The new statute declares the very ground for a divorce a criminal act. It is intended to put a stop to collusive divorces. The court calendar in New York and Kings Counties is overcrowded with uncontested divorce cases; many of them are instituted where either the husband or the wife has furnished the other with the necessary evidence of adultery and an agreement has been made between the parties that the alleged offender should not contest the charge. In these cases the court, on detecting such collusion, could merely refuse a divorce; at present the court may direct a criminal proceeding to be instituted against the alleged offender.
The divorce cases in this State may be divided into three classes. Firstly, we find those cases which are contested. These are comparatively few. Take the instance of a husband seeking a divorce from his wife on the ground of her adultery. She denies the charge and defends the action. Under the new statute the husband may also set into motion the machinery of a criminal court against her. Such proceedings may even be oppressive. The Police Court Magistrate, having information before him, must issue a warrant and hold the person charged for trial. Thus, a criminal proceeding may be conducted simultaneously with the civil suit for a divorce; it may also be instituted before or after the divorce action. A judgment in the divorce case in favor of the complainant is no proof of the crime in the criminal court; and, under the rules giving the defendant the benefit of a reasonable doubt, it may not be possible to obtain a conviction although a civil court may find the defendant guilty of adultery.
Again, a vindictive wife will not free her husband of the marital relations though she can readily do so on the ground of his adultery; but she will seek to have her husband convicted of the crime. These are instances were the new statute may be made subservient to private personal ends. The second class of cases arises where there is no collusion between the parties; one is living in adulterous intercourse or has committed an act of adultery.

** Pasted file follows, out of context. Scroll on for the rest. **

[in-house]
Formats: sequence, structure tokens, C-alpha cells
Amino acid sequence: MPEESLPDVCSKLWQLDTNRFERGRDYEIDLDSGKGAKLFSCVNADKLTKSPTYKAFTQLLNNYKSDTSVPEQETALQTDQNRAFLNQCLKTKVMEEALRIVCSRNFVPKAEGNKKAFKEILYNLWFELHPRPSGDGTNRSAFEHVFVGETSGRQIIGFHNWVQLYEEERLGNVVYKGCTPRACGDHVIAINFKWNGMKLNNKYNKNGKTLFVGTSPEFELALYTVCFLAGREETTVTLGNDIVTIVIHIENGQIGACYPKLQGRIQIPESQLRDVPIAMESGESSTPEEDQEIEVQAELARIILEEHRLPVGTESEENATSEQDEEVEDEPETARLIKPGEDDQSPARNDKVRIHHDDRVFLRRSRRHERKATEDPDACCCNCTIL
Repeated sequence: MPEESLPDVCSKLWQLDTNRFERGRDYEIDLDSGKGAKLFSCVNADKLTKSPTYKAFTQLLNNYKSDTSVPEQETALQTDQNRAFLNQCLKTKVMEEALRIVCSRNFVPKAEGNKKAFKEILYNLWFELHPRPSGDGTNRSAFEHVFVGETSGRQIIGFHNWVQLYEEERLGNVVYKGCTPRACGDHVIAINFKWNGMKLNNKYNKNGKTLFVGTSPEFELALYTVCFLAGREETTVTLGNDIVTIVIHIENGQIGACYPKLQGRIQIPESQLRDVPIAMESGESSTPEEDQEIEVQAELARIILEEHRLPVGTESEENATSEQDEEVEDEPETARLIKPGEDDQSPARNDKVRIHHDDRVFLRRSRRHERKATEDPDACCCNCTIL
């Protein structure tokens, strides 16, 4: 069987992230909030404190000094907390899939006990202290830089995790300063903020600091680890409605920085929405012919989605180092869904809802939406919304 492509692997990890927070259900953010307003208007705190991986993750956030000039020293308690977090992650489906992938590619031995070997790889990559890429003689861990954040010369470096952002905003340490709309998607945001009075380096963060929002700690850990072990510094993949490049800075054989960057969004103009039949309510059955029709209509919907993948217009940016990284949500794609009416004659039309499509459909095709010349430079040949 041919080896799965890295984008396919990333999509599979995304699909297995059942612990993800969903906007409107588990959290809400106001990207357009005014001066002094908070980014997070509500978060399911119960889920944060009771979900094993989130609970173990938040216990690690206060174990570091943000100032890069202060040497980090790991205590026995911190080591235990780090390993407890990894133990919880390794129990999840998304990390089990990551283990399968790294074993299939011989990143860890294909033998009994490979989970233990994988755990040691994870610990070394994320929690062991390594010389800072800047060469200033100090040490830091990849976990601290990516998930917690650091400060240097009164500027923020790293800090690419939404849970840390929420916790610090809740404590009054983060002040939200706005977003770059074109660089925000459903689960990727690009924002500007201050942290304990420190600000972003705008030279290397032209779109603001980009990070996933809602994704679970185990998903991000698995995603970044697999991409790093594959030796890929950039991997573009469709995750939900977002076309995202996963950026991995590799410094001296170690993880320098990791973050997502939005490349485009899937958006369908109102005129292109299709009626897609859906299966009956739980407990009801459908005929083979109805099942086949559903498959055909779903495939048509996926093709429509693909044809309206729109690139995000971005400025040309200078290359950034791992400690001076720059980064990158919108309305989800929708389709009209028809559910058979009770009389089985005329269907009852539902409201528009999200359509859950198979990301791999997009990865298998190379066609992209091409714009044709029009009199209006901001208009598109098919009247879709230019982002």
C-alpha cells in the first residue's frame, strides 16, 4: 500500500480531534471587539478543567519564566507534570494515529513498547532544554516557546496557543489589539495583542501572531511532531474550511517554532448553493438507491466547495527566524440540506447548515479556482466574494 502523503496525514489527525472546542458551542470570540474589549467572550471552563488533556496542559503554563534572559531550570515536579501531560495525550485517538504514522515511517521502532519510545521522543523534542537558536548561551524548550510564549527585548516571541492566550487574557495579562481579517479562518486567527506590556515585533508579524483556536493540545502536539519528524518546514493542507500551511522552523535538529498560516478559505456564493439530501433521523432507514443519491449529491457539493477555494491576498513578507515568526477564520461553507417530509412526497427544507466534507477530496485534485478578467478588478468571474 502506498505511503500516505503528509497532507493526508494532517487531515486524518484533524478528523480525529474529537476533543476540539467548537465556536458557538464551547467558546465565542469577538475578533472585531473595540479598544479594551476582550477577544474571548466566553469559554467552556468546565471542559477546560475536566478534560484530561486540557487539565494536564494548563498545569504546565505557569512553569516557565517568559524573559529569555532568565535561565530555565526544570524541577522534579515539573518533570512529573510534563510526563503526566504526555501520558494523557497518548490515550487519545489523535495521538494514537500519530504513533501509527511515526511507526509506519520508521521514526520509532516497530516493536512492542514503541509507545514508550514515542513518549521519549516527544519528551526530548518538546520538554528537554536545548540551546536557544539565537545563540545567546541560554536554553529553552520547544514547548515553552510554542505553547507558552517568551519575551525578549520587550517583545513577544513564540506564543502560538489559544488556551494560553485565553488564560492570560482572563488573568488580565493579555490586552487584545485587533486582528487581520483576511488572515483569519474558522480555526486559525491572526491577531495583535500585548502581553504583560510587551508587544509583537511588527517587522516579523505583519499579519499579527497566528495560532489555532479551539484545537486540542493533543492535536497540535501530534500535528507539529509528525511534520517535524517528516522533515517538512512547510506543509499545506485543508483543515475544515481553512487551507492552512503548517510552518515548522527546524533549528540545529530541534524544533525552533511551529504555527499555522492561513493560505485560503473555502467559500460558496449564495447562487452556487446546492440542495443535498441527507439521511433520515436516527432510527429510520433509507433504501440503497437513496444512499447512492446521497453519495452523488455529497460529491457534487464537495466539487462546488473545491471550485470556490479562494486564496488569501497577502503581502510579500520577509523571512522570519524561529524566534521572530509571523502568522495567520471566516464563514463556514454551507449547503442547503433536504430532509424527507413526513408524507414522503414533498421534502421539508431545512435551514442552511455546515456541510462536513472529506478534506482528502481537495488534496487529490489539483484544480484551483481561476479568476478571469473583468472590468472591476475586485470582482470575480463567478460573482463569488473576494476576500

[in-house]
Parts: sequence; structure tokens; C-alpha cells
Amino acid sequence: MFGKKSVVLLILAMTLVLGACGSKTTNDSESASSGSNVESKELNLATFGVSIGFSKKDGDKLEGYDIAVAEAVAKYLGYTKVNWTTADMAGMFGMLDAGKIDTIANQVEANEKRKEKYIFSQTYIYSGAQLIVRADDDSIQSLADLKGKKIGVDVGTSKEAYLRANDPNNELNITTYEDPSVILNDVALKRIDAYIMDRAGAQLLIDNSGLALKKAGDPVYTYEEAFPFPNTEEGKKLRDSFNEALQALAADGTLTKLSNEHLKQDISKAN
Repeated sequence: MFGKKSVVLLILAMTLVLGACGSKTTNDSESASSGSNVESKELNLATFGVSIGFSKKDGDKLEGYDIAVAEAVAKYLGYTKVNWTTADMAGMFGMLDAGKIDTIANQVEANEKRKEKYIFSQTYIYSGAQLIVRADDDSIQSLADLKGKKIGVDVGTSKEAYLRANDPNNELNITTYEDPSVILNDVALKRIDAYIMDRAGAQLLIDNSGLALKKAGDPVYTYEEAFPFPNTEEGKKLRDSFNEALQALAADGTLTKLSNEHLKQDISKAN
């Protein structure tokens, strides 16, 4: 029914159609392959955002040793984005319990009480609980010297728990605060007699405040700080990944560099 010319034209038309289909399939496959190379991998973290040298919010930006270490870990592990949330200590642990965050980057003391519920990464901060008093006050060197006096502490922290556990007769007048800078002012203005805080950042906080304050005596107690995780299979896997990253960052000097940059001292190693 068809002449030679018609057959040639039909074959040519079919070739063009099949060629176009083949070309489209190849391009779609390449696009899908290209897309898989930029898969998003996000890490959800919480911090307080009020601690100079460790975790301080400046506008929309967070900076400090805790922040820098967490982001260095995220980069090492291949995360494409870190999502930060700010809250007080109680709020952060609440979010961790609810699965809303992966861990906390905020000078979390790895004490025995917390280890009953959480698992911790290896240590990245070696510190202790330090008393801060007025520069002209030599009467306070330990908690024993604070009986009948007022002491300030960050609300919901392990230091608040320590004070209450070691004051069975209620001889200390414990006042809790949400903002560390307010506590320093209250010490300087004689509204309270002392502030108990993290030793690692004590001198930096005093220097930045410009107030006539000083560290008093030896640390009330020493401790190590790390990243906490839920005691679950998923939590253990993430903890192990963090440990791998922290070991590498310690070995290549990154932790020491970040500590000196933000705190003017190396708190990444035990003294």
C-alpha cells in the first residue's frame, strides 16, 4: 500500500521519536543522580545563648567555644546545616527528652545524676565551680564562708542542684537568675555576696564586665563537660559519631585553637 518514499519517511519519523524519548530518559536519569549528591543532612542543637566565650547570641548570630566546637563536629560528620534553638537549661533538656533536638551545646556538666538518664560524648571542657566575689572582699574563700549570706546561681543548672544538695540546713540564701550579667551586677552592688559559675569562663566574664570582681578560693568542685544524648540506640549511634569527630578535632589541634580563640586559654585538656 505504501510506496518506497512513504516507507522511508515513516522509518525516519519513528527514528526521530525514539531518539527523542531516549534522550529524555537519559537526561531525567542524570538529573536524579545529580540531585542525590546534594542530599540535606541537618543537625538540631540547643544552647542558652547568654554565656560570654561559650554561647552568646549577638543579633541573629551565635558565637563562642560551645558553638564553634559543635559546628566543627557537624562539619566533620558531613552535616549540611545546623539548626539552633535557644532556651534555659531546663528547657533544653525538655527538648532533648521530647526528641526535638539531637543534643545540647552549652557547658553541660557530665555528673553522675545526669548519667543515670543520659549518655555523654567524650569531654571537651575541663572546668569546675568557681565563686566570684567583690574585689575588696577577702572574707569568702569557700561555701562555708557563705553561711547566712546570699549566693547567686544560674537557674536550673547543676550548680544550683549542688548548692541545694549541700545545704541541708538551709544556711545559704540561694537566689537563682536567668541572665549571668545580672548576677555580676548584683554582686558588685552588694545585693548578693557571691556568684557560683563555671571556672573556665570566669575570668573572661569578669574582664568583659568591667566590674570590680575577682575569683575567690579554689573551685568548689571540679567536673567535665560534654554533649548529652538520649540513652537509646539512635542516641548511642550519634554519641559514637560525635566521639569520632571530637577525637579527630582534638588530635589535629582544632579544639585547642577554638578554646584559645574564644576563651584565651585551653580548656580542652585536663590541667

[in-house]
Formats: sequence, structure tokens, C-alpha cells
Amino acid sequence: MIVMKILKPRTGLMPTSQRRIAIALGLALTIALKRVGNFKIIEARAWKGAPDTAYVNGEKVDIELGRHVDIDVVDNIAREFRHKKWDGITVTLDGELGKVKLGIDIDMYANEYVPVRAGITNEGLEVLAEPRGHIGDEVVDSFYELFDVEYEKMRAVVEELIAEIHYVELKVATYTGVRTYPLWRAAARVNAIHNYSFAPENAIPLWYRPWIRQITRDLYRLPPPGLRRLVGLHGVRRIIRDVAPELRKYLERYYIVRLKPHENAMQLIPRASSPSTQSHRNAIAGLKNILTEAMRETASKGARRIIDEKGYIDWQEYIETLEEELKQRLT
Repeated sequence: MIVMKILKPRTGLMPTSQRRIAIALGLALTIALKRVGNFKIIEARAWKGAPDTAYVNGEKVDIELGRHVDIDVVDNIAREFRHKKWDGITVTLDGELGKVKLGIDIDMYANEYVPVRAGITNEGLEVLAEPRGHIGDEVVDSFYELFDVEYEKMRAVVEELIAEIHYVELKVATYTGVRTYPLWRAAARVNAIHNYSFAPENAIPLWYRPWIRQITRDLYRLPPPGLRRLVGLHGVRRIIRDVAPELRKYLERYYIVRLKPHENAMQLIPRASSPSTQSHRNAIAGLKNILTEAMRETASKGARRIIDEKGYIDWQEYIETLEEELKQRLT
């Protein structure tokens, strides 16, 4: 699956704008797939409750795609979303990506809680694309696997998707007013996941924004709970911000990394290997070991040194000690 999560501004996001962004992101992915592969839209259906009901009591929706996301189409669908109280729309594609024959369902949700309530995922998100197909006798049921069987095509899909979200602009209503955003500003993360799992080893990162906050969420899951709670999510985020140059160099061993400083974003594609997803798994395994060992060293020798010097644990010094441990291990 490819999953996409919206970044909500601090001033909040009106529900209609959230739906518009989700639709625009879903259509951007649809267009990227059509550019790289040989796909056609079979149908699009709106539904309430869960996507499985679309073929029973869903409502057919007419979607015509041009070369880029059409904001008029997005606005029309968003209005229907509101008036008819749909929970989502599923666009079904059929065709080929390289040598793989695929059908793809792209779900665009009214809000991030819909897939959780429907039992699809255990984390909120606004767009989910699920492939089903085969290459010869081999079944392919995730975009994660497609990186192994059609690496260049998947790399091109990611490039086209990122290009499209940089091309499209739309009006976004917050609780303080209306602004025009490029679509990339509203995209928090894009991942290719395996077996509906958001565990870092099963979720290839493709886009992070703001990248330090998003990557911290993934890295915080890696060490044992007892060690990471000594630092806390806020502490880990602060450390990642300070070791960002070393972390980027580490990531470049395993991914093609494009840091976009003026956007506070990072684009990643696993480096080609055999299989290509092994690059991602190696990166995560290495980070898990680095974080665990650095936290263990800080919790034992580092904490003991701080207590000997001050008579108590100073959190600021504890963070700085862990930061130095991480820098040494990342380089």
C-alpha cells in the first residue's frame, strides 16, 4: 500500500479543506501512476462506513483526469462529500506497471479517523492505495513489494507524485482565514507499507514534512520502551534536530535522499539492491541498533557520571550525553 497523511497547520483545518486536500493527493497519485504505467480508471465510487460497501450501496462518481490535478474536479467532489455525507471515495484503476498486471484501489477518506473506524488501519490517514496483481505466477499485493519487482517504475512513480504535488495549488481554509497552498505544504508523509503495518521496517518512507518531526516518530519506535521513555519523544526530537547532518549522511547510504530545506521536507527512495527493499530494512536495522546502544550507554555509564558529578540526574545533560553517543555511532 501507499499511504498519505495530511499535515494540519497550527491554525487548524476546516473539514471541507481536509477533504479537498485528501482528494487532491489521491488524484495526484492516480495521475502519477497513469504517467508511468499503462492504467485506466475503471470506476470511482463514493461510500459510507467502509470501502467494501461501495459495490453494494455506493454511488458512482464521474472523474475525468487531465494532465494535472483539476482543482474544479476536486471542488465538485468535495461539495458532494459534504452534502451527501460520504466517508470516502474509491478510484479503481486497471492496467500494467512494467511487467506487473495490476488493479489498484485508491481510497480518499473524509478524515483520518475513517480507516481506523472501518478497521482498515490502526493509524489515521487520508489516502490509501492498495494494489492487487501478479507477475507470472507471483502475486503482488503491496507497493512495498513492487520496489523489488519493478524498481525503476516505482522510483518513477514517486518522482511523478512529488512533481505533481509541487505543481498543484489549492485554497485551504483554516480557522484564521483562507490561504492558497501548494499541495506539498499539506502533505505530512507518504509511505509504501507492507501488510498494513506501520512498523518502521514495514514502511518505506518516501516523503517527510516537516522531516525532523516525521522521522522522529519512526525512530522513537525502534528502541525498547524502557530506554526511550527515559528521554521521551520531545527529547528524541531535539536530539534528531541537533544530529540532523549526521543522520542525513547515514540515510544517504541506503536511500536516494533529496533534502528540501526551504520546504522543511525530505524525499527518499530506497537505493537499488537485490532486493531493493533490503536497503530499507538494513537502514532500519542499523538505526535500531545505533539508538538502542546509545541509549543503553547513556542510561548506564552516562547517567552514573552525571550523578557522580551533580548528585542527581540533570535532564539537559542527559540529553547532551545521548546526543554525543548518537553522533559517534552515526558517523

In such a case a divorce should be obtained by the innocent party. Take the instance where the husband and wife do not and cannot live together; the home is broken up, there is no chance for a reunion; it is better for them, and their children, if there are any, that the bonds of matrimony should be dissolved. Yet, in such a case a divorce will be very difficult and sometimes impossible. The adulterer will fret criminal prosecution. He may be held upon the initiative of the court or of any person having a private grievance against him.
He will leave the jurisdiction of the court, will avoid process thereof, and will make every possible obstacle to the divorce action, which in the absence of the new statute, he would not contest. It is true that the State is the guardian of the home and should preserve its sanctity. Our State is the most difficult for divorces. It has established the hardest ground for divorce. There is, then, no reason for a statute that makes it difficult or impossible to get a divorce where there exists the legal ground therefore.